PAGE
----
Sean M. Doran
smd at clock.org
Thu Sep 18 16:55:37 UTC 1997
"Jay R. Ashworth" <jra at scfn.thpl.lib.fl.us> writes:
> Are there any major potholes in this theory that I'm missing?
Well, you have two technical problems to solve: firstly,
the same numbering problem that anyone else has,
viz. addresses will change. Secondly, you have a traffic
attraction/traffic dispersion problem for non-local
connectivity. You also have to provide better
value-for-money than the classical hierarchy-of-providers
model your competitors will be using.
The "classical" approach is to renumber to solve the first
case and do the oh-so-fun BGP tricks Dennis Ferguson
described here a couple of incarnations ago.
A better approach to both problems is to use NAT to deal
with the renumbering issue, and large-scale NAT to deal
with your border problem (you not only want to reduce the
number of prefixes you advertise outbound, and use the DNS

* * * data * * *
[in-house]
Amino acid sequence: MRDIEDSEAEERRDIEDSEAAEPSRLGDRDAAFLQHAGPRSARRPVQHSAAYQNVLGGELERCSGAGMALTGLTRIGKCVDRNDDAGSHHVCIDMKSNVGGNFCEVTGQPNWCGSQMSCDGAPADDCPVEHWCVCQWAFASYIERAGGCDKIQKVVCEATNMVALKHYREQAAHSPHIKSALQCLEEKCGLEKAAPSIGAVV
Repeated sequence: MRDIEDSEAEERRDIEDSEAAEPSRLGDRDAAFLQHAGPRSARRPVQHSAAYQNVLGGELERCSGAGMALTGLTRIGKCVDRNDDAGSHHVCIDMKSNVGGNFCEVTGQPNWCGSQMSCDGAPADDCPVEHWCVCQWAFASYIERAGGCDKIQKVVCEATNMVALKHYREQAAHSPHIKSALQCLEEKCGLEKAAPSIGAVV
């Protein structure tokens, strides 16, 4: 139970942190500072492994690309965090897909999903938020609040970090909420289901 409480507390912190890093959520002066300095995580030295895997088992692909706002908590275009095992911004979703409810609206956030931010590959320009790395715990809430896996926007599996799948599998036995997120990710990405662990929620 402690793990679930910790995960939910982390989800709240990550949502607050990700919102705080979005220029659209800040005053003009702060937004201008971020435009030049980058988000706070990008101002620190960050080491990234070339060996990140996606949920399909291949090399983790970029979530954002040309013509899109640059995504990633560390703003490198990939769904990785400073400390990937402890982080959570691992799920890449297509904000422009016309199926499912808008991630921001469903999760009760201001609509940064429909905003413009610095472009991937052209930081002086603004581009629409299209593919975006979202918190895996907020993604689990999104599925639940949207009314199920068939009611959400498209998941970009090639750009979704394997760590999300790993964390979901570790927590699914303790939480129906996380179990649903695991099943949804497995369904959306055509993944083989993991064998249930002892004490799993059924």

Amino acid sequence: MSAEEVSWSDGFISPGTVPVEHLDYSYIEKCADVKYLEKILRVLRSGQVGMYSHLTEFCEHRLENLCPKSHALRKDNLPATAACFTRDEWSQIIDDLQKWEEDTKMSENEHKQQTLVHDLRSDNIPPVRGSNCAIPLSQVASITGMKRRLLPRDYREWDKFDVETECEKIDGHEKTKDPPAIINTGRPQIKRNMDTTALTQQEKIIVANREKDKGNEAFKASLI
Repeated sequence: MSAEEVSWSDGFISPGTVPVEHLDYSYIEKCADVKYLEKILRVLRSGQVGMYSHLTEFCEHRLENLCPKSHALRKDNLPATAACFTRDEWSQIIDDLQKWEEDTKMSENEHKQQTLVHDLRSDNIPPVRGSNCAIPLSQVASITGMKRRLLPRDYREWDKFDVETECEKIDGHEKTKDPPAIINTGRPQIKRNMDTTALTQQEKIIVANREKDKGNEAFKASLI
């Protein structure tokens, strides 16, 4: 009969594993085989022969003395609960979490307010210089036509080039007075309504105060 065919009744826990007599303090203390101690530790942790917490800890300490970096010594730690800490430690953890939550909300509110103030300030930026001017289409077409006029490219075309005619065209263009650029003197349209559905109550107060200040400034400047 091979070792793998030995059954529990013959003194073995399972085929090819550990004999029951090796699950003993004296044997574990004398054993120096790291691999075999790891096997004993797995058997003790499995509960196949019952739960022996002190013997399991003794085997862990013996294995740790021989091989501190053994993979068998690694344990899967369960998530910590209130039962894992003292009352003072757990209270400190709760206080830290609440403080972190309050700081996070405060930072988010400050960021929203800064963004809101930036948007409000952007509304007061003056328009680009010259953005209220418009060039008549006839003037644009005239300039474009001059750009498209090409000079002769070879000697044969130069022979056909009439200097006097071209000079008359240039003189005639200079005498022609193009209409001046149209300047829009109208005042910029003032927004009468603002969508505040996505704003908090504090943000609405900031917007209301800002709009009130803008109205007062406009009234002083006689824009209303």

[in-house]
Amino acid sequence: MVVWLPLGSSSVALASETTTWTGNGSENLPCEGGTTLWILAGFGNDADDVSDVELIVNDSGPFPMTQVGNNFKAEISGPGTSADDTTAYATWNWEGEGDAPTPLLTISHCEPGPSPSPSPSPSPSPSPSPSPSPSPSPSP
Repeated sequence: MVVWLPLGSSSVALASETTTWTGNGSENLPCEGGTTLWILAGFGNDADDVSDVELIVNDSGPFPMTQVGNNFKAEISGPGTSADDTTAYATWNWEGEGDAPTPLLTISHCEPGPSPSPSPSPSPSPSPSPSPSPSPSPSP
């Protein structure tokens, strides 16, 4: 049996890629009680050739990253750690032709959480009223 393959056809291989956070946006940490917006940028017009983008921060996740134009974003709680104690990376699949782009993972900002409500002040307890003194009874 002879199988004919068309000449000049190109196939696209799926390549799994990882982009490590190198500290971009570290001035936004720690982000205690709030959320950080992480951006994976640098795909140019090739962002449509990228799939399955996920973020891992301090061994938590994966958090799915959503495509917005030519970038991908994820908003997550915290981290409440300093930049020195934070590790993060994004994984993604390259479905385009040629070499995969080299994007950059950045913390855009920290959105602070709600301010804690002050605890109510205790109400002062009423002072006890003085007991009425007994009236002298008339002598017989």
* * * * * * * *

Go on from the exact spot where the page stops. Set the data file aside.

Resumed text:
to offer back different topolical locators (i.e., IP
addresses) for the things connected to you, but you also
want to reduce the amount of information you take in from
the outside world).
To deal with connectivity failures outside the NATs
themselves you build tunnels through working inside or
outside infrastructure between your NATs. This is
straightforward and is what is done now.
Dealing with the failures of the NATs themselves requires
synchronized or deterministic address mappings,
NAT-friendly higher-layer protocols, and a simple IGP.
With some performance-affecting trade-offs you can deal
with many NAT-unfriendly higher-layer protocols in various
ways too, mostly by sharing state information among your
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